Arizona State University researchers have made produced nanolasers that can operate under a battery power at room temperatures - instead of only in refrigerated conditions - which opens the door to use of the lasers in many practical applications in modern electronics.
Electrically powered nano-scale lasers have been able to operate effectively only in cold temperatures. Researchers in the field have been striving to enable them to perform reliably at room temperature, a step that would pave the way for their use in a variety of practical applications.
The research team is led by Cun-Zheng Ning, an electrical engineering professor in the School of Electrical, Computer and Energy Engineering, one of ASU's Ira A. Fulton Schools of Engineering.
He has been among engineers and scientists across the world attempting to fabricate a workable nanolaser with a volume smaller than its wavelength cubed - an intermediate step toward further miniaturization of lasers.
Miniaturizing lasers is crucial to making electronics smaller and better, and enabling them to operate faster. Packing more lasers into smaller spaces is necessary for downsized devices to maintain high performance. Being able to integrate more lasers onto a small microchip would make the next generations of computers faster and smaller. The wavelength scale is the next milestone to be achieved in the overall effort to enable more miniaturization.
Ning explained that extremely small and thin lasers have been developed, but they needed to be optically driven by a larger laser. In addition, current electrically driven nanolasers can operate only at low temperatures or and emit light only in short bursts or pulses.
To enable them to be useful in practical applications - particularly for improvements of electronic and photonic technologies - it's necessary that the laser operates at room temperature without a refrigeration system, that it be powered by a simple battery instead of by another laser, and that it is able to emit light continuously.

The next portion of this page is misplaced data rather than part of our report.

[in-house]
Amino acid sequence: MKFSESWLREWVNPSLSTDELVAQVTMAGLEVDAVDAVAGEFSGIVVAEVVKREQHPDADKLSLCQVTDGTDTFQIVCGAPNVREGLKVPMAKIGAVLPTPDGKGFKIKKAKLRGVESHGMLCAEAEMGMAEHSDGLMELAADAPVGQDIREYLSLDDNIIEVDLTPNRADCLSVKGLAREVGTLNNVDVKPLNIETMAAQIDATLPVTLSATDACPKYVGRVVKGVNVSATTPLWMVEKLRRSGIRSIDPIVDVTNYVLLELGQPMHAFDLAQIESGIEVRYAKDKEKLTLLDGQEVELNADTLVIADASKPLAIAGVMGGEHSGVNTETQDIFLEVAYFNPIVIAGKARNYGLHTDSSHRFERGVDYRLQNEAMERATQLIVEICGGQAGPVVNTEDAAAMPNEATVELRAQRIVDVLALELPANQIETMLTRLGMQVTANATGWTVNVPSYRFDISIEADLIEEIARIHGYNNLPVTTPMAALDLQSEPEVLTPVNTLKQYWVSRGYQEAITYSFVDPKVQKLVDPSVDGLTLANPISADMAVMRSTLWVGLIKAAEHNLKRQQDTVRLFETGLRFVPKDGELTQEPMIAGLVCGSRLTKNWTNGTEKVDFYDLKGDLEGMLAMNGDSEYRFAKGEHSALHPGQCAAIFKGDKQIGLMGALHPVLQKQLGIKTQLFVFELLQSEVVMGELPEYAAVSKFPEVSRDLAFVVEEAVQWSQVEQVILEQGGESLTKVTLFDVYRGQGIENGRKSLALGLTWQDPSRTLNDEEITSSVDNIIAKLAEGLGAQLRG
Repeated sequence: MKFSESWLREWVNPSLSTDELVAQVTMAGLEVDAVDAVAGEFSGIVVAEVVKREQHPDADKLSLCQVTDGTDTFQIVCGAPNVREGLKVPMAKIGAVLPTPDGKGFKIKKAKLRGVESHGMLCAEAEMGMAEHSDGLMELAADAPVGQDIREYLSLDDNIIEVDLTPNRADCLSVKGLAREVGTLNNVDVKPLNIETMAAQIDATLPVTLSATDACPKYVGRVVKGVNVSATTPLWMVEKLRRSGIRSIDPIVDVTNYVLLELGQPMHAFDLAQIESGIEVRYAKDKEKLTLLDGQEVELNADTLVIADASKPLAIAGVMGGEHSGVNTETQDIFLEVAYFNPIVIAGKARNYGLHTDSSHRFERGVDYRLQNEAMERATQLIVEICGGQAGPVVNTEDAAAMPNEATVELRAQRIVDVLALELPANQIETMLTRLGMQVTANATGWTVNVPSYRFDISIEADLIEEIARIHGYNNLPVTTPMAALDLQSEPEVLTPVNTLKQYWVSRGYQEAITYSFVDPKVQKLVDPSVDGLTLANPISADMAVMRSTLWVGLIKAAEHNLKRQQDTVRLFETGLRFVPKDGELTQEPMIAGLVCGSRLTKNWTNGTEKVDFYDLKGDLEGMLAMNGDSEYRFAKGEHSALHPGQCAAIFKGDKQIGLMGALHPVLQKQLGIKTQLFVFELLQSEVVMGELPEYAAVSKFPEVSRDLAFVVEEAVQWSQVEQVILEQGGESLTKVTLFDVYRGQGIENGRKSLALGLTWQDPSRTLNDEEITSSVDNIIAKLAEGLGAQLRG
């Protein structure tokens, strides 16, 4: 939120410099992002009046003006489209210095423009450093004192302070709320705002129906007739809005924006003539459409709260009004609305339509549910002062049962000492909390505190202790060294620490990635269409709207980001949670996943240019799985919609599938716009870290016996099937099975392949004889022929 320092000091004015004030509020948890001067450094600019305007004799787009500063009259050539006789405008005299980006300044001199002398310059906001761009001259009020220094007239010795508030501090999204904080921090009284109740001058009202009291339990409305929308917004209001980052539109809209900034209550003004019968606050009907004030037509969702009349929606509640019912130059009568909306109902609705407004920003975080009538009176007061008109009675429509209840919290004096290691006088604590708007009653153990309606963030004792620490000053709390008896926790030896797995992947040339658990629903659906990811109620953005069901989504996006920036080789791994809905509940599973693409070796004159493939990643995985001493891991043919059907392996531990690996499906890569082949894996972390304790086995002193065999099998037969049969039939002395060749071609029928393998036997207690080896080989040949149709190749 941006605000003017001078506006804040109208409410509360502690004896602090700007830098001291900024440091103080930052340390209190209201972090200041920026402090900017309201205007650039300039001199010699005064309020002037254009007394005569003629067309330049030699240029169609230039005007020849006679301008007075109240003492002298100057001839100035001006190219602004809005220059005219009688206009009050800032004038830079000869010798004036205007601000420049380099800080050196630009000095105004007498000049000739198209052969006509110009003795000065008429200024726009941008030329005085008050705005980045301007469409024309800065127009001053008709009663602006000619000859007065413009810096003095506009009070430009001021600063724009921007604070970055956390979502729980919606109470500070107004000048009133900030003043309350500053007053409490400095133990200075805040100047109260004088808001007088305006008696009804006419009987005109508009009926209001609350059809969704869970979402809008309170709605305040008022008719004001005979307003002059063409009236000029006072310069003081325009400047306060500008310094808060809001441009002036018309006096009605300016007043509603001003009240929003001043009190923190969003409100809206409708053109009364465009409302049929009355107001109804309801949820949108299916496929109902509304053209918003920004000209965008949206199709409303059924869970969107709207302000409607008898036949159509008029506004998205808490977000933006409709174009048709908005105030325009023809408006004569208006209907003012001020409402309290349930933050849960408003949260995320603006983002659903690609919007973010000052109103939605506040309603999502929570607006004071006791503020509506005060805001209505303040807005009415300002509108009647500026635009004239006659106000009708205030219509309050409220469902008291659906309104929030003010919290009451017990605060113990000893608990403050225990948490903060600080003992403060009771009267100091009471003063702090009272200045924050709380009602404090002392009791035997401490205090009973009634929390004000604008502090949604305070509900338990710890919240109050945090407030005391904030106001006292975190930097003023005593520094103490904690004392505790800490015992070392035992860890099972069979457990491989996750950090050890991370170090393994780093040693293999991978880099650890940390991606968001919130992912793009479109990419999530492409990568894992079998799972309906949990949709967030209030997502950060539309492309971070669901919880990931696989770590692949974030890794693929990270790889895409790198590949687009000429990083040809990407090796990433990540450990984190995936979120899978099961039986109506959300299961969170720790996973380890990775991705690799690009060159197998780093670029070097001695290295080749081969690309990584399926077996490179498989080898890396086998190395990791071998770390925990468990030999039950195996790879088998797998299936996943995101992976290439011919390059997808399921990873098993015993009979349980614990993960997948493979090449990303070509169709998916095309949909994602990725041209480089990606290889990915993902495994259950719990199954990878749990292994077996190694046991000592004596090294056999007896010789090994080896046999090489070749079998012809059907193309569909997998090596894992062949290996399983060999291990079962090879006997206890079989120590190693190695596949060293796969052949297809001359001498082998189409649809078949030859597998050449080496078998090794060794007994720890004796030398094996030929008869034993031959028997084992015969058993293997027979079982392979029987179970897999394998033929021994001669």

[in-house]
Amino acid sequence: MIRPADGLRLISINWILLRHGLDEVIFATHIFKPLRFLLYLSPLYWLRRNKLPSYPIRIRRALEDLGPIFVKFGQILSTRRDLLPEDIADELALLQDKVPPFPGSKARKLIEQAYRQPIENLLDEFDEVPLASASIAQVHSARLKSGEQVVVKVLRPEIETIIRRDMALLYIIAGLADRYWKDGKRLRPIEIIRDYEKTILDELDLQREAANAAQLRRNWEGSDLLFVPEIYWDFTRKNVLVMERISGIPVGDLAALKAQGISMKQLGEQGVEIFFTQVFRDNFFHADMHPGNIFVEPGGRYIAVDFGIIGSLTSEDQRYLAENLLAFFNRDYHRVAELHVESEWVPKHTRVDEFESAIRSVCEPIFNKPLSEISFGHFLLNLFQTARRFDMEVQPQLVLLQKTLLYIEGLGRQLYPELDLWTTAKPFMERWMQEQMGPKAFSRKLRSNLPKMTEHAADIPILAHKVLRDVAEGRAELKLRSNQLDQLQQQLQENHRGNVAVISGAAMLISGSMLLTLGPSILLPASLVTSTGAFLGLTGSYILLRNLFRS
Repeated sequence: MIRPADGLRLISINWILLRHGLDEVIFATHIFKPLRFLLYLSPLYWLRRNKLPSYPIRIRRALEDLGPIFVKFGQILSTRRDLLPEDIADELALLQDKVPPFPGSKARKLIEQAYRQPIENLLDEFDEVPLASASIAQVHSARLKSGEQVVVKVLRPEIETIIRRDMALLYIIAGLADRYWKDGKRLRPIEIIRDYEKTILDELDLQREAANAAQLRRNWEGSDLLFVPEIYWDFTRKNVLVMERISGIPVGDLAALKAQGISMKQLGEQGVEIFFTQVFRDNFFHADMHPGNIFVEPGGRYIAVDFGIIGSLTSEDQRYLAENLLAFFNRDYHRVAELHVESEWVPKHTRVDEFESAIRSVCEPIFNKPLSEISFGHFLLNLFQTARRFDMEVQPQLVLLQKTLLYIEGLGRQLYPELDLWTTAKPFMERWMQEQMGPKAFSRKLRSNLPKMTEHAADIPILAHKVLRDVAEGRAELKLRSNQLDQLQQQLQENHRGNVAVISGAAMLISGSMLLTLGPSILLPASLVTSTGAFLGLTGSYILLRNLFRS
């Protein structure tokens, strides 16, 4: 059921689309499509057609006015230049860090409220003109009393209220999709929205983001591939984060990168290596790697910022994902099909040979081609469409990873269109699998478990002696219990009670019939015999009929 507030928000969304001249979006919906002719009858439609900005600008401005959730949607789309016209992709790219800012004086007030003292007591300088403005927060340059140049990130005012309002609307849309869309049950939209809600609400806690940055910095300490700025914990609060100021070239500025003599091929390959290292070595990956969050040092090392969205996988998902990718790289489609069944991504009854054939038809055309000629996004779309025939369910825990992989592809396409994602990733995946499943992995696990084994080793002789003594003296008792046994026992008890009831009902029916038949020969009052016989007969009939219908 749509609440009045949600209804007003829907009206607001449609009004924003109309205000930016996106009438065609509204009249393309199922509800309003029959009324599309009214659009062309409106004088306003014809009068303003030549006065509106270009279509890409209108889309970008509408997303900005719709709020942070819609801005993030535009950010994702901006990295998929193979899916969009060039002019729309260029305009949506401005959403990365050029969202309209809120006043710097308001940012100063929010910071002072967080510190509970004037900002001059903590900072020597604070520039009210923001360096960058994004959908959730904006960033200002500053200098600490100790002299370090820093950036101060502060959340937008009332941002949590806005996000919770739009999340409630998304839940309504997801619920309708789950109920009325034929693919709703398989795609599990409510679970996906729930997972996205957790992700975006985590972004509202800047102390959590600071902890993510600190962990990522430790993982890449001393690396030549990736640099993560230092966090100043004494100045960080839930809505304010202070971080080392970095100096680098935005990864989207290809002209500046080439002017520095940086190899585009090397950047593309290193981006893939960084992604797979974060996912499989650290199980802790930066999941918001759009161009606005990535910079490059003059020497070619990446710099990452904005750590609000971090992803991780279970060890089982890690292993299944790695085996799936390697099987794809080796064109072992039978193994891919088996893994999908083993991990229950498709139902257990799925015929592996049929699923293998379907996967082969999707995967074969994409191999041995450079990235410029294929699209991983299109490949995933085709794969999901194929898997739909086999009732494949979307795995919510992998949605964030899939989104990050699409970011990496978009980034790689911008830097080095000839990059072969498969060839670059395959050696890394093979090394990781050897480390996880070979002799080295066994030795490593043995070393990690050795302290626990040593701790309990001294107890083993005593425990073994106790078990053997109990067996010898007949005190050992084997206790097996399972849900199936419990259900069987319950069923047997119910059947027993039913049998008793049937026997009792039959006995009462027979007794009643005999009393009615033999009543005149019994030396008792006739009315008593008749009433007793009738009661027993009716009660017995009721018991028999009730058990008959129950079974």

"That has been the ultimate goal in the nanolaser research community," Ning said.
Ning's team started looking for solutions almost seven years ago, before he joined ASU, with his then- postdoctoral assistant, Alex Maslov, who is currently a scientist with Canon USA Inc.
While working for the National Aeronautics and Space Administration's Ames Research Center, they proposed a semiconductor wire coated with a silver shell. They showed that such a core-shell structure was able to shrink the nanolaser to an incredibly small scale.
About four years ago, working with Martin Hill, a former professor at Eindhoven University of Technology in the Netherlands, the team developed the thinnest nanolaser capable of operating at low temperatures. Two years ago, with the aid of Ning's student, Kang Ding, they were able to raise the operating temperature to 260 Kelvin (8.33 degrees Fahrenheit).
More recently the team demonstrated a device that could operate at room temperature, but the overheating led to imperfect device operation and a conclusive demonstration of lasing remained elusive.
The most recent results, however, demonstrated an eight-fold improvement over previous results from a year ago, finally providing an unambiguous demonstration of continuous electrically driven operation of a laser at room temperature, Ning said.
With nanolasers that can operate at room temperature and be powered by a simple battery, they can be used to make computers operate faster, significantly broaden Internet bandwidth, and provide light sources for many computer-chip-based sensing and detection technologies.
Details of how ASU researchers made that leap are published in a recent issue of the research journal Optics Express. (ANI)